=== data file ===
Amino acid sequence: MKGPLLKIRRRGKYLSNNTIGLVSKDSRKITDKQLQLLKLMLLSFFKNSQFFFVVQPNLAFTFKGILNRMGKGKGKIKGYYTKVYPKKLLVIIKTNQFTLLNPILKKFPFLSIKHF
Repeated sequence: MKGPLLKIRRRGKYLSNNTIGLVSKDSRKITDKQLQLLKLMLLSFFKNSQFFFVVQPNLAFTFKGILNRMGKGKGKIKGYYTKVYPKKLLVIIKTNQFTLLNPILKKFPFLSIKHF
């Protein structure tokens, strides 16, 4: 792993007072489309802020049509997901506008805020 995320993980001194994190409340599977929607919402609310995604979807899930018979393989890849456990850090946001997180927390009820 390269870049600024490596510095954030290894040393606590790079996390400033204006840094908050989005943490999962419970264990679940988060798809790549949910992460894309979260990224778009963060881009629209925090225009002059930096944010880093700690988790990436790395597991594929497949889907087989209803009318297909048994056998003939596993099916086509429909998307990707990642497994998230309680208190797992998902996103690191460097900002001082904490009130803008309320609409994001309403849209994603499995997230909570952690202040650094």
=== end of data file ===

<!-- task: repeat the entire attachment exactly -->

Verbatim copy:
Amino acid sequence: MKGPLLKIRRRGKYLSNNTIGLVSKDSRKITDKQLQLLKLMLLSFFKNSQFFFVVQPNLAFTFKGILNRMGKGKGKIKGYYTKVYPKKLLVIIKTNQFTLLNPILKKFPFLSIKHF
Repeated sequence: MKGPLLKIRRRGKYLSNNTIGLVSKDSRKITDKQLQLLKLMLLSFFKNSQFFFVVQPNLAFTFKGILNRMGKGKGKIKGYYTKVYPKKLLVIIKTNQFTLLNPILKKFPFLSIKHF
């Protein structure tokens, strides 16, 4: 792993007072489309802020049509997901506008805020 995320993980001194994190409340599977929607919402609310995604979807899930018979393989890849456990850090946001997180927390009820 390269870049600024490596510095954030290894040393606590790079996390400033204006840094908050989005943490999962419970264990679940988060798809790549949910992460894309979260990224778009963060881009629209925090225009002059930096944010880093700690988790990436790395597991594929497949889907087989209803009318297909048994056998003939596993099916086509429909998307990707990642497994998230309680208190797992998902996103690191460097900002001082904490009130803008309320609409994001309403849209994603499995997230909570952690202040650094």